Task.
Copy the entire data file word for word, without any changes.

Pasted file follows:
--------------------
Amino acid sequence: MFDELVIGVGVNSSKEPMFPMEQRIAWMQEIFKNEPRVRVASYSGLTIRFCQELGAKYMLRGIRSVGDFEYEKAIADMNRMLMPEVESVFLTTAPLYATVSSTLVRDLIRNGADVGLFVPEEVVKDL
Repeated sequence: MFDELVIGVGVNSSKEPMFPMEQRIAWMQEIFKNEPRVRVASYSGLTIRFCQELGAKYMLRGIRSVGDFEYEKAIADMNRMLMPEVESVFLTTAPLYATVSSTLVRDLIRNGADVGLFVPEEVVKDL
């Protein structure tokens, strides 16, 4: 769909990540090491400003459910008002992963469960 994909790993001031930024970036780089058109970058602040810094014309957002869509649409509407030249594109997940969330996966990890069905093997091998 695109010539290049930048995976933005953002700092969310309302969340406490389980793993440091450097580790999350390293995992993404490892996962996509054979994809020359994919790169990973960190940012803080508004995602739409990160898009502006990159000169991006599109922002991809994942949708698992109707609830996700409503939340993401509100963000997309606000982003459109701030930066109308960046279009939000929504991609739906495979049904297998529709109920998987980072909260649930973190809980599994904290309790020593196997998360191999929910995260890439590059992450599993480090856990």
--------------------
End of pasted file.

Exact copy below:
Amino acid sequence: MFDELVIGVGVNSSKEPMFPMEQRIAWMQEIFKNEPRVRVASYSGLTIRFCQELGAKYMLRGIRSVGDFEYEKAIADMNRMLMPEVESVFLTTAPLYATVSSTLVRDLIRNGADVGLFVPEEVVKDL
Repeated sequence: MFDELVIGVGVNSSKEPMFPMEQRIAWMQEIFKNEPRVRVASYSGLTIRFCQELGAKYMLRGIRSVGDFEYEKAIADMNRMLMPEVESVFLTTAPLYATVSSTLVRDLIRNGADVGLFVPEEVVKDL
């Protein structure tokens, strides 16, 4: 769909990540090491400003459910008002992963469960 994909790993001031930024970036780089058109970058602040810094014309957002869509649409509407030249594109997940969330996966990890069905093997091998 695109010539290049930048995976933005953002700092969310309302969340406490389980793993440091450097580790999350390293995992993404490892996962996509054979994809020359994919790169990973960190940012803080508004995602739409990160898009502006990159000169991006599109922002991809994942949708698992109707609830996700409503939340993401509100963000997309606000982003459109701030930066109308960046279009939000929504991609739906495979049904297998529709109920998987980072909260649930973190809980599994904290309790020593196997998360191999929910995260890439590059992450599993480090856990």